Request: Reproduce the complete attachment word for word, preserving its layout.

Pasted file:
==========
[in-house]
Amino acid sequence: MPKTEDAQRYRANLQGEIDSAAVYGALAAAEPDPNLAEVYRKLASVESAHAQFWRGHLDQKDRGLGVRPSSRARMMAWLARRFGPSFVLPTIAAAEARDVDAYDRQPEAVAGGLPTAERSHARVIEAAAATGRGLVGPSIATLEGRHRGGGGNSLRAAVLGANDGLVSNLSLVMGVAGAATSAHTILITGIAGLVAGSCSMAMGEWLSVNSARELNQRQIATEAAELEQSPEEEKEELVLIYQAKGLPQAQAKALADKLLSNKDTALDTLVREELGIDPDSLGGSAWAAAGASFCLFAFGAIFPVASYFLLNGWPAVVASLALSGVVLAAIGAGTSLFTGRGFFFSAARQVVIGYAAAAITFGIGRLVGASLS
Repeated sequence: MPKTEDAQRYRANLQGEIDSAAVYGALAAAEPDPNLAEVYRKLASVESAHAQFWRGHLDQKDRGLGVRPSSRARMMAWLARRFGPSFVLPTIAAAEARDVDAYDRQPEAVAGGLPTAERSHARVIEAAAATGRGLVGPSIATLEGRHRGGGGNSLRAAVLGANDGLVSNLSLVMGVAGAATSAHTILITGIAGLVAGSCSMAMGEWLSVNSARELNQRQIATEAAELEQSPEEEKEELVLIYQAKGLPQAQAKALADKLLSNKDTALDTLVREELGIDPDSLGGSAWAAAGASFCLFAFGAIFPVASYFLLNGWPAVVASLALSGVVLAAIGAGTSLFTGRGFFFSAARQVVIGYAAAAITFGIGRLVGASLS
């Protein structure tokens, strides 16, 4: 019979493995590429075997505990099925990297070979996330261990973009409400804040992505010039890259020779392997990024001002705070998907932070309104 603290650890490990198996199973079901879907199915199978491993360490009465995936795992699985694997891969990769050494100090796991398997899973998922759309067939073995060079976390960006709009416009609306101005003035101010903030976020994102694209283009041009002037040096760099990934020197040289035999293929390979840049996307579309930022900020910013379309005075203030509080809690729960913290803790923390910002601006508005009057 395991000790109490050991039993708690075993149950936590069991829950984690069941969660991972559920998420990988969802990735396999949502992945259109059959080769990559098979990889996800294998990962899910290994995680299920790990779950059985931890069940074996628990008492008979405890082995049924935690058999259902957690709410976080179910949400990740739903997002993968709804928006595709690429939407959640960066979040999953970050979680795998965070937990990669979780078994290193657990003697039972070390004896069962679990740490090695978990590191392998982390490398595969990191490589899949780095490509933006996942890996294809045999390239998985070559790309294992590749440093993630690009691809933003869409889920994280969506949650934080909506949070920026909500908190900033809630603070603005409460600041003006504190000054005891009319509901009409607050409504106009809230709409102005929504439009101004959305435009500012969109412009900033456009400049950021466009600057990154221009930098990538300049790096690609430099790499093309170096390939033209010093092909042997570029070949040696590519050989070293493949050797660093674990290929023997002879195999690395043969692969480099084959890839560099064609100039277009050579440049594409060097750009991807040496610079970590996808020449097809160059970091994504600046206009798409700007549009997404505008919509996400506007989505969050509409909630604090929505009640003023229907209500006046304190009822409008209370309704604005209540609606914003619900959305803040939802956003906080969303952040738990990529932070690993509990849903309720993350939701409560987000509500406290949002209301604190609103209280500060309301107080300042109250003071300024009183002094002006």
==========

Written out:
[in-house]
Amino acid sequence: MPKTEDAQRYRANLQGEIDSAAVYGALAAAEPDPNLAEVYRKLASVESAHAQFWRGHLDQKDRGLGVRPSSRARMMAWLARRFGPSFVLPTIAAAEARDVDAYDRQPEAVAGGLPTAERSHARVIEAAAATGRGLVGPSIATLEGRHRGGGGNSLRAAVLGANDGLVSNLSLVMGVAGAATSAHTILITGIAGLVAGSCSMAMGEWLSVNSARELNQRQIATEAAELEQSPEEEKEELVLIYQAKGLPQAQAKALADKLLSNKDTALDTLVREELGIDPDSLGGSAWAAAGASFCLFAFGAIFPVASYFLLNGWPAVVASLALSGVVLAAIGAGTSLFTGRGFFFSAARQVVIGYAAAAITFGIGRLVGASLS
Repeated sequence: MPKTEDAQRYRANLQGEIDSAAVYGALAAAEPDPNLAEVYRKLASVESAHAQFWRGHLDQKDRGLGVRPSSRARMMAWLARRFGPSFVLPTIAAAEARDVDAYDRQPEAVAGGLPTAERSHARVIEAAAATGRGLVGPSIATLEGRHRGGGGNSLRAAVLGANDGLVSNLSLVMGVAGAATSAHTILITGIAGLVAGSCSMAMGEWLSVNSARELNQRQIATEAAELEQSPEEEKEELVLIYQAKGLPQAQAKALADKLLSNKDTALDTLVREELGIDPDSLGGSAWAAAGASFCLFAFGAIFPVASYFLLNGWPAVVASLALSGVVLAAIGAGTSLFTGRGFFFSAARQVVIGYAAAAITFGIGRLVGASLS
């Protein structure tokens, strides 16, 4: 019979493995590429075997505990099925990297070979996330261990973009409400804040992505010039890259020779392997990024001002705070998907932070309104 603290650890490990198996199973079901879907199915199978491993360490009465995936795992699985694997891969990769050494100090796991398997899973998922759309067939073995060079976390960006709009416009609306101005003035101010903030976020994102694209283009041009002037040096760099990934020197040289035999293929390979840049996307579309930022900020910013379309005075203030509080809690729960913290803790923390910002601006508005009057 395991000790109490050991039993708690075993149950936590069991829950984690069941969660991972559920998420990988969802990735396999949502992945259109059959080769990559098979990889996800294998990962899910290994995680299920790990779950059985931890069940074996628990008492008979405890082995049924935690058999259902957690709410976080179910949400990740739903997002993968709804928006595709690429939407959640960066979040999953970050979680795998965070937990990669979780078994290193657990003697039972070390004896069962679990740490090695978990590191392998982390490398595969990191490589899949780095490509933006996942890996294809045999390239998985070559790309294992590749440093993630690009691809933003869409889920994280969506949650934080909506949070920026909500908190900033809630603070603005409460600041003006504190000054005891009319509901009409607050409504106009809230709409102005929504439009101004959305435009500012969109412009900033456009400049950021466009600057990154221009930098990538300049790096690609430099790499093309170096390939033209010093092909042997570029070949040696590519050989070293493949050797660093674990290929023997002879195999690395043969692969480099084959890839560099064609100039277009050579440049594409060097750009991807040496610079970590996808020449097809160059970091994504600046206009798409700007549009997404505008919509996400506007989505969050509409909630604090929505009640003023229907209500006046304190009822409008209370309704604005209540609606914003619900959305803040939802956003906080969303952040738990990529932070690993509990849903309720993350939701409560987000509500406290949002209301604190609103209280500060309301107080300042109250003071300024009183002094002006």